Possible Plea Deal Delays Arraignment of Anti-Fascist Protesters

SACRAMENTO, Calif. (CN) – On an early summer day in Northern California, a small assemblage of white supremacists carrying weapons and neo-Nazi signs marched toward the state Capitol. Members of the organization, deemed a hate group by the Southern Poverty Law Center, claimed they were in Sacramento to “speak up” for supporters of then-presidential candidate Donald Trump they felt were being silenced in liberal California. 

As temperatures rose above 100 degrees, the racists trudged toward the steps of the Capitol. They met a much larger group of counterprotesters, or what the Traditionalist Worker Party called “radical leftists.”

The California Highway Patrol permitted the rally and prepared with extra security, but things spun out of control: The white supremacists and the counterprotesters were armed and both sides wore disguises during the encounter. On that Sunday afternoon people were stabbed, local reporters were mobbed and the usually pristine Capitol lawns were spoiled with blood and hate.

A white nationalist is seen on the ground with counterprotesters and a police officer hovering over him during a November 2016 protest at the state Capitol in Sacramento, California. (YouTube)

The event attracted worldwide coverage and the videos shook lawmakers and residents who believed racist rallies couldn’t happen in the nation’s most diverse state.   

Over 30 months after the melee, the group now known as the “Sacramento 3” believes law enforcement ignored credible evidence against the Nazi sympathizers and instead targeted three of the counterprotesters.   

 “Why didn’t they make any arrests the day of?” asked Shanta Driver, an attorney for one of the anti-racist protesters being charged in Sacramento. “Nothing was done to investigate the injuries of the anti-racists.”

Driver represents the most notable of the trio – Berkeley resident Yvette Felarca, a longtime activist and middle school teacher. Felarca leads a leftist group called By Any Means Necessary. While Felarca faces a felony assault charge, Driver says her client was assaulted and stabbed during the event and is being targeted by prosecutors for “political reasons.”

In YouTube footage from the rally that was admitted into evidence during a December court hearing, Felarca is seen berating and punching a man named Nigel Walker in the stomach, directly in front of police.

“Get the fuck off our streets!” Felarca yells repeatedly as others pounce on Walker, who was dressed in black and toting a white nationalist flag.

A mob then swarms Walker and drops him to the ground before police intervene. The video captures a police officer shoving Felarca to the ground as he attempts to break up the scuffle.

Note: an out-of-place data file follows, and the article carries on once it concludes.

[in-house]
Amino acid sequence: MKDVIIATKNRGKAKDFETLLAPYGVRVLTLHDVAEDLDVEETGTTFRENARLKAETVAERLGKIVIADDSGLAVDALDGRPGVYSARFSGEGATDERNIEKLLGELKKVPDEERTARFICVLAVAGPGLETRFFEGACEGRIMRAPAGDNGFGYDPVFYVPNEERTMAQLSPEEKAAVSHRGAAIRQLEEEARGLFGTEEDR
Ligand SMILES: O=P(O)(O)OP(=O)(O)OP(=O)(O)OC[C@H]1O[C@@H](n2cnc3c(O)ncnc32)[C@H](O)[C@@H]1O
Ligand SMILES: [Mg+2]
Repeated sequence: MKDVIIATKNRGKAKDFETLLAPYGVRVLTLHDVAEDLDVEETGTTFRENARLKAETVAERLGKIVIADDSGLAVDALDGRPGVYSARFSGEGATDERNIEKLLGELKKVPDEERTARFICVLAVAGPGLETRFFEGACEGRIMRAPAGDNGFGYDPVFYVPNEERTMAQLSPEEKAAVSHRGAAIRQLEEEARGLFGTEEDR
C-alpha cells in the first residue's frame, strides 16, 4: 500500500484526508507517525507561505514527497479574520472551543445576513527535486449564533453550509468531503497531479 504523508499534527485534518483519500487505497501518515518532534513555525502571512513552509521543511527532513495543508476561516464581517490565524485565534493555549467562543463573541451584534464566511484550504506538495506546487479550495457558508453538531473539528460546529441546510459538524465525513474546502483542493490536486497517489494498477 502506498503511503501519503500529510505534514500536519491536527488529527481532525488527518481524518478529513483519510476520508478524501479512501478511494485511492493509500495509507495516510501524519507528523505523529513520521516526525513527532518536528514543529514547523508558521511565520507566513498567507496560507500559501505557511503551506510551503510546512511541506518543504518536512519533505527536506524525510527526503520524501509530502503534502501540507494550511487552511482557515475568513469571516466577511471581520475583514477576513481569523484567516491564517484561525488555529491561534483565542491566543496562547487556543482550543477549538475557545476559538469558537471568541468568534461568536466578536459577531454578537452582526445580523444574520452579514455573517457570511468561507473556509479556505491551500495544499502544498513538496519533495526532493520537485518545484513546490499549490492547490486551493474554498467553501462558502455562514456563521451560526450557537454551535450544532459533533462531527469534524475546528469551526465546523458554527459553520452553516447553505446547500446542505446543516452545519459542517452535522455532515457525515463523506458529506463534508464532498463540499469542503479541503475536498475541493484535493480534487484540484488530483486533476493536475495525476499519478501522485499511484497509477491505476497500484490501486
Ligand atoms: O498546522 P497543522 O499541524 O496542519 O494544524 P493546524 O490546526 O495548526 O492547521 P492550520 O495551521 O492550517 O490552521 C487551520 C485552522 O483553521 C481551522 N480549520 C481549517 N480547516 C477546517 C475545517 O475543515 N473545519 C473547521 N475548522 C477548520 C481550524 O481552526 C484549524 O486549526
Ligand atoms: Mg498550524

Felarca, who is five feet tall, says she was acting in self-defense that day and standing up against fascism. 

Prosecutors used bystander videos and the testimony of CHP Officer Donovan Ayres during preliminary court hearings over the last two months. Along with Felarca, 48, the Sacramento County District Attorney’s Office charged Michael Williams, 58, and Porfirio Paz, 21. 

Ayres testified law enforcement was aware of the event over a month in advance and that he watched the melee from the roof of the Capitol. He also said the estimated 100 to 150 officers assigned to the event were spread out due to multiple confrontations that day.

In the months after the event, Ayres and the CHP filed search warrants to gain access to the social media accounts of the counterprotesters. He eventually filed reports on dozens of people that participated in the event. 

After a year-long investigation and thousands of pages of reports, authorities ultimately arrested and charged just one white nationalist and three anti-fascist demonstrators.

Driver and the other defense attorneys claim Ayres and the CHP investigators shielded the racists that organized the rally and are wasting taxpayer dollars pursuing the anti-fascists. She believes that the video is “partial and incomplete.”

The trio appeared in court for their scheduled arraignment hearing on a stormy day in downtown Sacramento on Wednesday, with approximately a dozen family and friends in attendance. Superior Court Judge Steven Howell accepted the parties’ request to postpone arraignment until March 6 to continue negotiations.

Following the short hearing, Driver told Courthouse News the defendants and the DA’s office are “relatively close” to reaching some sort of plea deal. She also told the small gathering of supporters that there is still a chance that the charges could be dismissed altogether before the arraignment hearing in wake of a recent decision in the case against the lone white supremacist implicated in the protest. 

Last week, Judge Stacy Boulware Eurie declared a mistrial in the case against William Scott Planer, who was accused of striking someone with an object during the event. After several rounds of deliberations, the jury deadlocked 8-4 to convict Planer. He could be retried. 

Driver believes the DA would be taking an unnecessary risk by continuing to pursue the Sacramento 3 in light of Planer’s mistrial.

“I don’t think they can get a unanimous decision,” Driver said. “To convict a teacher who got stabbed in the head, I don’t know.”

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